Home Cosmetic Science Talk Formulating Cosmetic Industry Do you think the US cosmetic industry needs more regulation?

  • OldPerry

    May 5, 2022 at 6:08 pm

    @grapefruit22 - Certainly, regulations that reduced the chances of someone getting injured by a homemade product could help. But the philosophy that rules in the US is that we want the minimum amount of rules so as not to inhibit innovation.

    Plus, more rules means more enforcement which means a growth of a government agency. That costs money. Again, that’s not encouraged in the US.

    And if there is not a huge, measurable problem, spending lots of money to prevent it may not really make sense.

  • Pattsi

    May 6, 2022 at 5:10 am

    Interesting topic.

    mikethair said:

    we have found barriers to entry to the USA almost non-existent. And the EU is very strict in our experience. And the same for the Japanese brands we manufacture.

    Totally agree on this, this maybe one of many reasons why so many weird stuff from China can be found and bought online and offline, well to be fair, weird stuff can be found anywhere around the globe.

    PhilGeis said:

    Wrong.  Retailers’ priority lists ARE responsible.  In US and EU.  Sephora, Target Walmart, etc - all encourage use of garbage preservative systems.  

    I have to agree on this.  

    As for handcrafts or homemade.
    Honestly I don’t see a solution for this issue if it were to be pushed to state-level government, I am quite positive it be would become politicized and somehow make things more complicated.  

  • PhilGeis

    May 6, 2022 at 8:57 am

    There certainly are barriers for import of cosmetics. e.g. https://www.accessdata.fda.gov/cms_ia/industry_53.html

    Some ports of entry are known to be more demanding than others.

    I’ve successfully argued with FDA such cases for clients.

  • PhilGeis

    May 6, 2022 at 10:24 am

    The primary risk for cosmetics is microbiological, not chemical.    Hobbyists, flea marketers and the like will always do as they wish and FDA will never have resources to address their issues even if they knew what to do.    
    Significant/magnitude risk (as recall) is realized in small to midsized operations as a function of poor, politically-correct  preservation and half-assed manufacturing hygiene.  There is no mechanism to assess in use contamination but that is even greater with poor preservation.

     Virtually every recalled product has passing preservative testing data  and “GMP’s” 
     Legislators know nothing of the industry (witness classic PAO idiocy). EU (and proposed US legislation) merely establishes a paperwork confirmation, addiung no effective value. Big cosmetic writes most of the text at the fed level and little guys are usually exempted or greatly limited/delayed for enforcement.  Some states (e.g. California) are more influenced by the chemophobes and their crazy stuff is typically very focused (bans of micro plastics, PFAS, formaldehyde releasers, parabens, whatever).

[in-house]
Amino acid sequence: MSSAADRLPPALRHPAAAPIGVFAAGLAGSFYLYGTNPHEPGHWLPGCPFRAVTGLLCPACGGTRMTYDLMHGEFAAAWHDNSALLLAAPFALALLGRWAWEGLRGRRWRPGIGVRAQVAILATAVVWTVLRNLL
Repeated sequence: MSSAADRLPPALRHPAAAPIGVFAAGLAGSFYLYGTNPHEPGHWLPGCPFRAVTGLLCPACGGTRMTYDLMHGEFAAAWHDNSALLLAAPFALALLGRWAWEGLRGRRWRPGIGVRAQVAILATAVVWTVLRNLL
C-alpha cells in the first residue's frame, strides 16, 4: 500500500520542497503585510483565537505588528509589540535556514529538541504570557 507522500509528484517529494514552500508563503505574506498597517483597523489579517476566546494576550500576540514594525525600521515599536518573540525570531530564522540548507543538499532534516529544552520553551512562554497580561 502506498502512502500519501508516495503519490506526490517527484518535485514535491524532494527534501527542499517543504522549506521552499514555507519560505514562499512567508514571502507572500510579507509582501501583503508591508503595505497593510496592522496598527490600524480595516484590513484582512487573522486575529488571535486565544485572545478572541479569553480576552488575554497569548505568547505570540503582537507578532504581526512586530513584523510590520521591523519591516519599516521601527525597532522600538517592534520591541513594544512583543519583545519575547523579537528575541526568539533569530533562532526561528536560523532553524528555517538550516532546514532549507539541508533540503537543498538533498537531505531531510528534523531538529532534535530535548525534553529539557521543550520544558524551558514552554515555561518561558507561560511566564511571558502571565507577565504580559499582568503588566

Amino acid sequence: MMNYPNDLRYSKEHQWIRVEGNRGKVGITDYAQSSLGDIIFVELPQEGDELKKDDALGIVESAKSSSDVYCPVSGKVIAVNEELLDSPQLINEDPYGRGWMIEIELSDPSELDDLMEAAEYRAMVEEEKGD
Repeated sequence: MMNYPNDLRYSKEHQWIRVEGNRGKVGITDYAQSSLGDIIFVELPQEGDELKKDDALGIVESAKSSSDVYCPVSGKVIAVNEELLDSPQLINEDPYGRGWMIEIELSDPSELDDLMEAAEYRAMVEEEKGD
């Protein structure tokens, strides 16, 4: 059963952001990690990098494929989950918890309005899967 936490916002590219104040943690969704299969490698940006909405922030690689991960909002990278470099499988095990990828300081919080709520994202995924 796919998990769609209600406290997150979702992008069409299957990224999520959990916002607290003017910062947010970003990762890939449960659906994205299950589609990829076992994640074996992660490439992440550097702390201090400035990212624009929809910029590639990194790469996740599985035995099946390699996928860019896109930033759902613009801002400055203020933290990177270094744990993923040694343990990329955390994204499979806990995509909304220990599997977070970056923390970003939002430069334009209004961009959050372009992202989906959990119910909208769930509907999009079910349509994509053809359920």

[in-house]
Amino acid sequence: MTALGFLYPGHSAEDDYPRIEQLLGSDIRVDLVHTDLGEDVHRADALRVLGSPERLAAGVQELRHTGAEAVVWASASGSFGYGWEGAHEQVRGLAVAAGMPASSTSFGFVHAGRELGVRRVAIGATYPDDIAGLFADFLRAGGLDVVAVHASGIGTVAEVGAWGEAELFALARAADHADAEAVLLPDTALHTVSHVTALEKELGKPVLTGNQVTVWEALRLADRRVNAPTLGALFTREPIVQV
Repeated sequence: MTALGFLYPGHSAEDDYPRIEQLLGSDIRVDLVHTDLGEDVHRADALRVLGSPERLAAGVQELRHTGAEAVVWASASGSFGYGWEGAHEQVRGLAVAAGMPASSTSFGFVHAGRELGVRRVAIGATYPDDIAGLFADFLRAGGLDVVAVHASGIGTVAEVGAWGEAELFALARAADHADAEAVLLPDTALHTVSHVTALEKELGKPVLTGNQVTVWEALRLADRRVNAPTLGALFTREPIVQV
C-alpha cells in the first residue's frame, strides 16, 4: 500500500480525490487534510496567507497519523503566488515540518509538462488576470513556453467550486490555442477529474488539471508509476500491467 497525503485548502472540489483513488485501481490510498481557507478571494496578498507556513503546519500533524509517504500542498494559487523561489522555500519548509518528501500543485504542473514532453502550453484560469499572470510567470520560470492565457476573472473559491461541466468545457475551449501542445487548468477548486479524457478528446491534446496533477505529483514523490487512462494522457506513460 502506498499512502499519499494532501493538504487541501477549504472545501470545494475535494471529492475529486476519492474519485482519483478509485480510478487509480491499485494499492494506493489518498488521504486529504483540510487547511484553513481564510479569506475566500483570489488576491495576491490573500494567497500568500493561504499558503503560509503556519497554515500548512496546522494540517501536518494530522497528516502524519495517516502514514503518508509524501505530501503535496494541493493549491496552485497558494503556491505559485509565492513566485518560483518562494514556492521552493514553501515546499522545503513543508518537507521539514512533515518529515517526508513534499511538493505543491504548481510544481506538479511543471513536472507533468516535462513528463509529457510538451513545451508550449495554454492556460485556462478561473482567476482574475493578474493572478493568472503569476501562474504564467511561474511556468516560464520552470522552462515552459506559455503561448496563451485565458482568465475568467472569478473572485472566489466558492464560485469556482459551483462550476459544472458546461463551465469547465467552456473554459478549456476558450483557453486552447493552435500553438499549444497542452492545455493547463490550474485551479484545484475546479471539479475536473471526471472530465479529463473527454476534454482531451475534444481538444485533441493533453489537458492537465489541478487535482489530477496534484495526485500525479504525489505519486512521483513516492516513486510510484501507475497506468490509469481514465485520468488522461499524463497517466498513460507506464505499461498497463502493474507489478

FDA regulations and enforcement based on legislation is the reality - not legislation per se.  The Agency is focused on drugs and vaccines (CDER),  Cosmetics are regulated as secondary priority by the foods guys (CFSAN).

    I represented P&G for over a decade at state and fed level for cosmetics and other issues.   In the big legislation/regulation picture, cosmetics are a secondary if not tertiary concern.   Folks might look at the original FD&C act history to understand dynamics involved in such regulation - https://scholarship.law.duke.edu/cgi/viewcontent.cgi?article=1937&context=lcp


  • grapefruit22

    May 6, 2022 at 3:26 pm

    @Perry Yes, recently I also had thoughts that there are a lot of such products and sellers in the US, because they have many customers and people are willing to buy these handcrafts, even if they can buy such a product in a store at a similar price. After all, in the EU you can also easily buy cosmetics ingredients and make them yourself, so it doesn’t make much difference whether you buy the ingredients and make the product yourself at home, or buy a product made at home by someone else.

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